How does Shakespeare in his final act of Much Ado About Nothing Essay
Sorry, but copying text is forbidden on this website!
Question) How does Shakespeare in his final act of the play put all the pieces of the puzzle together revealing every character’s true nature?
Answer) The church scene has taken place and the watch has officially unearthed the truth. Act 4 has set the mood for the denouement of the play, where all the pieces of the puzzle are put together and the true nature of the play being a sunny comedy is preserved.
Act 5 which is the final act of the play begins with a furious exchange of word between Leonato and Antonio on one side and Don Pedro and Claudio on the other.
Don Pedro and Claudio are informed about Hero’s death but they fail to show any sign of remorse. Benedick enters and challenges Claudio to a duel. The situation seems to be getting more complicated just when Dogberry enters along with Borachio and Conrad bound by the watch. Borachio informs Don Pedro of the truth as he says, ‘what your wisdom could not discover, these shallow fools have brought to light.’ Don Pedro and Claudio seek repentance as Leonato asks Claudio to ‘Hang an epitaph upon Hero’s tomb and since he could not be Leonato’s soon-in-law’, Leonato asks him to be his nephew by marrying Antonio’s daughter.
The play progresses and the audience for the first time witnesses a somewhat romantic dialogue between Benedick and Beatrice. Claudio, as promised by him, sings to Hero’s grave as he says, ‘Pardon goddess of the night those that slew thy virgin knight.’ The play now moves into its final scene where Hero is brought in front of Claudio and Claudio readily accepts her. Also, Benedick asks for Beatrice’s hand in marriage. The news of Don John being caught comes in. The characters however are in a jolly mood and thus postpone Don John’s predicament and start to revel. With this the play ends on a happy note.
However, the final act is one of revelation. Not only does it put all the pieces of the play together but also exposes the true nature of the characters as well. To start with Hero is technically brought back to life both literally and metaphorically (as the false accusations are lifted). Her sanctity is preserved. However, she again appears to be a mere puppet of the patriarchal society as she readily agrees to marry Claudio and doesn’t even question her father.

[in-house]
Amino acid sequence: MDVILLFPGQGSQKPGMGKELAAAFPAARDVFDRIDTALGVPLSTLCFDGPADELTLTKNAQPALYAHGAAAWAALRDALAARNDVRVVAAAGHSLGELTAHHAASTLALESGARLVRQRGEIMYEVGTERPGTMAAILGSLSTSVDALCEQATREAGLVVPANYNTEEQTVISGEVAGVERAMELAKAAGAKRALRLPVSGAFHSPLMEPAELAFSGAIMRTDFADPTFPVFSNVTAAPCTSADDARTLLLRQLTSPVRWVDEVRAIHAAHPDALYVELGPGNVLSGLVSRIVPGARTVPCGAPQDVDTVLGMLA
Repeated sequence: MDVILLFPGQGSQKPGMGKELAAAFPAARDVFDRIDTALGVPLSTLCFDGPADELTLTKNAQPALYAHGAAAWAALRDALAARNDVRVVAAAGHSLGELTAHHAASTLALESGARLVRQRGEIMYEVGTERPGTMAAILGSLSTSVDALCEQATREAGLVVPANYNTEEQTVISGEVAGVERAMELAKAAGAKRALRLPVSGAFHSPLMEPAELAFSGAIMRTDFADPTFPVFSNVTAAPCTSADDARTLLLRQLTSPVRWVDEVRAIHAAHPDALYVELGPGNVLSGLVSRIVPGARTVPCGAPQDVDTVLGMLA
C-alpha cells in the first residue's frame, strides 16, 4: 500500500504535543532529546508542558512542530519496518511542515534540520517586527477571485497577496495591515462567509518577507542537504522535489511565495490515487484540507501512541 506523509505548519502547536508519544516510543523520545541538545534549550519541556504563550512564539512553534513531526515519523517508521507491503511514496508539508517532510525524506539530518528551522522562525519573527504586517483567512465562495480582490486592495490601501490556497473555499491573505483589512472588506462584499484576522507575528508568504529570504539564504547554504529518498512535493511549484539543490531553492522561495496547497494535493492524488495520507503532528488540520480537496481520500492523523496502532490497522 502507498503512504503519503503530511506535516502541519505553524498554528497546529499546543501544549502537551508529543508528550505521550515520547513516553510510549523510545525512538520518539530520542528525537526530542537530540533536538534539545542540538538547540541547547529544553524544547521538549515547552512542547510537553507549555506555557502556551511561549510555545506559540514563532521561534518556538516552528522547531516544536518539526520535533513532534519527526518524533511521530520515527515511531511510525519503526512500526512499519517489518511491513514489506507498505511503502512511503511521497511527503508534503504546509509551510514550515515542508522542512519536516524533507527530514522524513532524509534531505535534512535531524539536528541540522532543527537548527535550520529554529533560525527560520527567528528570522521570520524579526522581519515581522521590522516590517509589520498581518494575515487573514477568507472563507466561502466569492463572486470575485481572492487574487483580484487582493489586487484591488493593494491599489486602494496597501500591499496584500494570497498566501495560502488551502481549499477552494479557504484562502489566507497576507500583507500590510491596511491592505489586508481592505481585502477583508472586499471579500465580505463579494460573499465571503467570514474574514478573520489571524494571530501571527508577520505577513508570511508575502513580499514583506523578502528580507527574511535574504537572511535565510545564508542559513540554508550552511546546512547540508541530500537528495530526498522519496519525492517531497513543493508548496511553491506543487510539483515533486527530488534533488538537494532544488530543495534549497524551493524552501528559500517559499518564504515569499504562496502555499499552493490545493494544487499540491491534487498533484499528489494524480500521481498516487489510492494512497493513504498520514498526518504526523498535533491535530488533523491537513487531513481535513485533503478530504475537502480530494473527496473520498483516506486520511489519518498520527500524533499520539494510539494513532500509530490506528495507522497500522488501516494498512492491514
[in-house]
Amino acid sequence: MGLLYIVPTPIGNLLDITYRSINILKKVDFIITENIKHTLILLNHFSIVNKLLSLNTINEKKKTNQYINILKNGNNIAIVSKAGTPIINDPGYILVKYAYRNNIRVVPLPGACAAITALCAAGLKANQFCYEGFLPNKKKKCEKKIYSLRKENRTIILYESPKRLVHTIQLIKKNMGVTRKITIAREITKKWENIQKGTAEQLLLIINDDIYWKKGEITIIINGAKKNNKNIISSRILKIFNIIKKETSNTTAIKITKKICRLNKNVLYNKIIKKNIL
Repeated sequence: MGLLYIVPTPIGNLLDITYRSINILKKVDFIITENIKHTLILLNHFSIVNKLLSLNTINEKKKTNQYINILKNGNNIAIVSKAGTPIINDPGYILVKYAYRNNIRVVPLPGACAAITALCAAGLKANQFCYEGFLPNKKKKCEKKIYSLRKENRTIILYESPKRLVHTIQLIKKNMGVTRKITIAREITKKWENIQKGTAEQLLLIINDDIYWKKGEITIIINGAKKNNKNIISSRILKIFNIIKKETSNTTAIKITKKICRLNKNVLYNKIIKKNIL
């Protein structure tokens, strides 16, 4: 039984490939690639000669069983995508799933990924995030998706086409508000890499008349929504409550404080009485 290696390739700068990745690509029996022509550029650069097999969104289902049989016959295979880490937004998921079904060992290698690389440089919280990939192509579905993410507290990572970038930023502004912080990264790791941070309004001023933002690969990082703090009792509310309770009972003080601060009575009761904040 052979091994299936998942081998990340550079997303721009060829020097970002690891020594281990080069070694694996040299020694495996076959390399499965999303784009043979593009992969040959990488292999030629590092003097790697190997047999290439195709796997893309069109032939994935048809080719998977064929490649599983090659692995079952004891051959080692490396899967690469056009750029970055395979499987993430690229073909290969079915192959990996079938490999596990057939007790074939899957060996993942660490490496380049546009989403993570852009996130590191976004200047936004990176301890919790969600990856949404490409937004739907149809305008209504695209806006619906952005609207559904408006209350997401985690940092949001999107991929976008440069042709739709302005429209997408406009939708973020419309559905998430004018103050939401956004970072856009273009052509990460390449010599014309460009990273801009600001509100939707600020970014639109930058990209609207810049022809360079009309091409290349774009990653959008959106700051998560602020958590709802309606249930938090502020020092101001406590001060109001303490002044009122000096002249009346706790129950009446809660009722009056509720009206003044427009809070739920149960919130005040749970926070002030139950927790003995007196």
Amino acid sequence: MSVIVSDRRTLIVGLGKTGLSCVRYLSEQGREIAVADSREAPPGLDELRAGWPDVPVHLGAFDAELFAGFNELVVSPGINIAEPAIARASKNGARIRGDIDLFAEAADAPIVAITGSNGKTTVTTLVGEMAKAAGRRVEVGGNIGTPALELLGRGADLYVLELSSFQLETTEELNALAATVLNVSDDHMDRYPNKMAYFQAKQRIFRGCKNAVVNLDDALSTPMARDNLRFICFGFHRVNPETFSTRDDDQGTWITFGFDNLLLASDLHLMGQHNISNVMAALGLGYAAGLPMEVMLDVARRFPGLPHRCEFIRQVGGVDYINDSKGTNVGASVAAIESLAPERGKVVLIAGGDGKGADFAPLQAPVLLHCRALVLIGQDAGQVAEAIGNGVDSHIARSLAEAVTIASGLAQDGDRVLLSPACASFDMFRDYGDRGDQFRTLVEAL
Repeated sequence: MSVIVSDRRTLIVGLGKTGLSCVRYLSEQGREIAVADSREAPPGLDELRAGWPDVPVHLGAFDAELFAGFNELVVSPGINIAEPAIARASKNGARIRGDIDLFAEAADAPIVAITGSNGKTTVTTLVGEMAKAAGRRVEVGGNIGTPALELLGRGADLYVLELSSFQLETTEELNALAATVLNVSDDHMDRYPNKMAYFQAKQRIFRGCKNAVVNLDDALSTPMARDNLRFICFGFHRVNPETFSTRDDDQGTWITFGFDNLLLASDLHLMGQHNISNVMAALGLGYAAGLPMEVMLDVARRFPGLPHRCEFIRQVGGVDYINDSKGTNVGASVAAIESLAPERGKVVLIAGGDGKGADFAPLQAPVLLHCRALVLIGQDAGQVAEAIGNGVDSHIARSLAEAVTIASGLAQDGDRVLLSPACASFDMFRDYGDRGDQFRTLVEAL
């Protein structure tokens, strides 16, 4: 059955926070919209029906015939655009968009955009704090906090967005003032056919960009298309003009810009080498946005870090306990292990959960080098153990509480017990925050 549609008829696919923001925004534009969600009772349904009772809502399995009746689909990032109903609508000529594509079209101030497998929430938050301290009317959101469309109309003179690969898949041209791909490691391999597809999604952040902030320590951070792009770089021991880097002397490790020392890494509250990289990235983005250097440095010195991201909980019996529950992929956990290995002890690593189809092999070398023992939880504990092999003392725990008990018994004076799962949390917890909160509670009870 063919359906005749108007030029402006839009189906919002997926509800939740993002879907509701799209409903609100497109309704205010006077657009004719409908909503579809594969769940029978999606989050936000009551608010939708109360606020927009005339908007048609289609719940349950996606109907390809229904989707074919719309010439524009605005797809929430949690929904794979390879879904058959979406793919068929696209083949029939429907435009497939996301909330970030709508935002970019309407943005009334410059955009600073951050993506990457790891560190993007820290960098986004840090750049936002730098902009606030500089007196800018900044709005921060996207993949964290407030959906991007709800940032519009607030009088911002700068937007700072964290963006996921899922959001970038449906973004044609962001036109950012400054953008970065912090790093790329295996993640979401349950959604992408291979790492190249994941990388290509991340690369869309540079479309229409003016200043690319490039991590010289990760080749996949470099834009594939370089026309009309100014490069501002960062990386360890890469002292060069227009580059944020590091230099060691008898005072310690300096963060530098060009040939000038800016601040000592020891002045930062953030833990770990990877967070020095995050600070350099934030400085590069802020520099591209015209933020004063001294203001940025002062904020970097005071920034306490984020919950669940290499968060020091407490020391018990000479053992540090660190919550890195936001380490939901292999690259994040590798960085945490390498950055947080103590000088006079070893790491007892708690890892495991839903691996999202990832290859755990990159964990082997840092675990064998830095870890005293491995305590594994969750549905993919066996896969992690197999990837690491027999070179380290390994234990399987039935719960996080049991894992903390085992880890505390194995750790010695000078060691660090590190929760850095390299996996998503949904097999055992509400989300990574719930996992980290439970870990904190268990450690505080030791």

Claudio has lost respect in the eyes of the audience and his reputation takes one final hit as he appears to be a superficial human. He readily agrees to marry Leonato’s daughter, thus showing that he as a person doesn’t believe in true love. However, when he sees Hero, there is again a complete volte-face in his behaviour and seems to have fallen in love with Hero again. However, it is needless to say that this love is superficial as that is all that Claudio is capable of.
Don Pedro who has remained quite all this while and has not put the powers vested in him to good use also somewhat redeems himself by repenting at Hero’s grave. Don Pedro is a mature and discerning character. However, during the play, the circumstances surrounding him cause him to take irrational decisions. However, in the final act he is quick to understand the situation when Benedick informs him that Don John has fled Messina and when he sees Borachio and Conrad bound by the watch.
Leonato, a victim of self-deception like Claudio, thinks of himself as someone very righteous but doesn’t appear so in the church scene when it is most needed. Leonato also makes an unreasonable decision of ‘giving away’ his daughter to Claudio, the very man who had openly slandered her. The norms of the patriarchal society are so deeply ingrained in him that he fails to be a sensible character. This is seen especially when he easily forgives Don Pedro and Claudio but holds Margaret responsible as he says, ‘So are(innocent) the prince and Claudio who accused her upon the error that you heard debated. But Margaret was in some fault for this.’
The merry war also comes to an end as Beatrice and Benedick decide to marry each other however not without a final war of wits as both claim to love each other only to the extent that is reasonable. Their love is passionate and is deep-rooted unlike the courtly love of Claudio and Hero. This couple appears to be the stars of the play as they are probably the only characters who manage to maintain a good reputation in the eyes of the audience though initially both appear to be very garrulous in their demeanour.
Don John along with his villains is help prisoner and their villainy is also brought to light. The minor characters also make short appearances in this act. Dogberry manages to pull off another set of malapropisms and entertains the audience with slapstick humour. The image of Dogberry being a bumbling idiot remains constant.
The play comes to an end putting all the suspense and deceptions to rest. Though the play is a sunny comedy, there still remains contention over how happy the ending truly is considering that Hero has been asked to remarry Claudio. Also, the friendship between Benedick and Claudio has taken a turn for the worse. Clearly Don Pedro is also somewhat depressed as he is the only person who remains a bachelor and had earlier showed some sparks of attraction towards Beatrice. However, these our minor issues which are resolvable. The major issues have been resolved and the characters have also matured over the course of the play. Thus, it can be conclusively said that the play ends on a merry note.
Act 5 serves as a well organised denouement as all the pieces of the puzzle are put together and the true nature of every character is revealed.